Biogen’s newly spun off hemophilia biotech Bioverativ has signed a new pact with U.K. biotech Bicycle Therapeutics.
The pair will ride tandem on new research work for hemophilia and sickle cell disease with the help of the biotech’s bicyclic peptide platform (the eponymous Bicycle).
Bicycles combine attributes of antibodies, small molecules and peptides within one molecule, which the company says should allow “high selectivity and affinity” while at the same time being able to penetrate and bind to the targets of interest within the body.
Under the deal (PDF), Cambridge, U.K.-based Bicycle Therapeutics will take the lead on the first discovery activities through lead optimization to candidate selection for two programs.
Bioverativ, meanwhile, will lead preclinical and clinical development, as well as future marketing and sales work, should candidates get that far. Bioverativ says it will “reimburse Bicycle for internal and external program-related costs.”
Under the deal, Bicycle gets $10 million upfront and $4.2 million for its early trial work on the program. It can look forward to $410 million in milestone biobucks for the planned two programs, as well as tiered single to low double-digit royalties related to product sales. Further financial details were not released.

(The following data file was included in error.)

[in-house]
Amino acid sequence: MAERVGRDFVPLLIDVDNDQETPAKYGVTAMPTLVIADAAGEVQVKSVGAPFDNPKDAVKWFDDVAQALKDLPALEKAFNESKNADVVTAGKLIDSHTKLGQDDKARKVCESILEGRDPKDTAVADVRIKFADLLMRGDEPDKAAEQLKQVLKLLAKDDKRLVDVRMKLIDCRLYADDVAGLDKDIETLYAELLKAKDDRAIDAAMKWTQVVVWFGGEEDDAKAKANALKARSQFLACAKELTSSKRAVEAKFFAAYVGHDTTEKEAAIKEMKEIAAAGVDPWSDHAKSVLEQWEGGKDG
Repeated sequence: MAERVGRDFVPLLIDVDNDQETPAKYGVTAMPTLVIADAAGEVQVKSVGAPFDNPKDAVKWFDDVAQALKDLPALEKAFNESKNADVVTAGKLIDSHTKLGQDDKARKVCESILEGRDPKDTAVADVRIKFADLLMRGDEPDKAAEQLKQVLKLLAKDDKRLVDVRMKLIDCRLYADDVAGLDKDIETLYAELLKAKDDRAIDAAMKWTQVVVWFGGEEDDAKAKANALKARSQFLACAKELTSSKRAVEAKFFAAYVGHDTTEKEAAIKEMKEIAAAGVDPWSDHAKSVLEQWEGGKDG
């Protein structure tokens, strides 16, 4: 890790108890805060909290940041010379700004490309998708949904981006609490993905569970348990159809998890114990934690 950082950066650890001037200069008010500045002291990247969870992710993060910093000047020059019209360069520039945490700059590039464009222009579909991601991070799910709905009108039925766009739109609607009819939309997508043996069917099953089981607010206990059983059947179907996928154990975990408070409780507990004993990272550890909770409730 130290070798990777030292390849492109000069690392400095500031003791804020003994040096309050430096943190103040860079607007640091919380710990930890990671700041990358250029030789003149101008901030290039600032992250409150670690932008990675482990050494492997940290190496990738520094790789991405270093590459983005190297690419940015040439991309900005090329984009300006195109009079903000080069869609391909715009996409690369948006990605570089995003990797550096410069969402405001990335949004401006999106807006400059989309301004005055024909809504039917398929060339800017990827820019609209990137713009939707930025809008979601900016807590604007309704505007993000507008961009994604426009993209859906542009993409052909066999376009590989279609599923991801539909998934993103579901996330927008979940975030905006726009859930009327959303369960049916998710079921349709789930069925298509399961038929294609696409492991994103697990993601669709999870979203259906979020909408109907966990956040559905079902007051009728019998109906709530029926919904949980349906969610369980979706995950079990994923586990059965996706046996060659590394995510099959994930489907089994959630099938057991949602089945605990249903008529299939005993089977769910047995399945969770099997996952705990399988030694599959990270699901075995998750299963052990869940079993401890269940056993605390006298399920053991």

“We believe our Bicycle platform has extremely broad therapeutic potential and we are excited to work with Bioverativ, a standout leader in the haematology field, to explore Bicycles in this important area of clinical need,” said Kevin Lee, CEO of Bicycle.
“Combining Bioverativ’s deep expertise in haematology with our powerful platform offers great promise for the development of novel, targeted therapies for patients. This alliance provides the latest validation of our Bicycle platform and furthers our strategy to evaluate its potential in a wide range of new disease areas.”
Bioverativ officially spun out of Biogen in February with two commercial products, a substantial preclinical program and plans to use its $325 million cash pile to fill in the gap between these extremes.
It started public trading at the start of the year, but Bioverativ has already been busy on the deal front, penning a potential $825 million deal to buy out rare disease biotech True North Therapeutics and its clinical-phase treatment for cold agglutinin disease, TNT009.
Bicycle too has enjoyed a strong ride in the past year, raising £40 million ($51 million) in June, with much of the haul going toward work for its lead cancer candidate BT1718, which should enter the clinic this year.
Late last year it also penned a major, back-loaded deal potentially worth up to $1 billion with AstraZeneca, for work on using Bicycles for respiratory, cardiovascular and metabolic diseases. A few weeks after the AZ pact, it also signed a deal with U.K. cancer charity Cancer Research UK that see its sponsor and fund early tests for BT1718.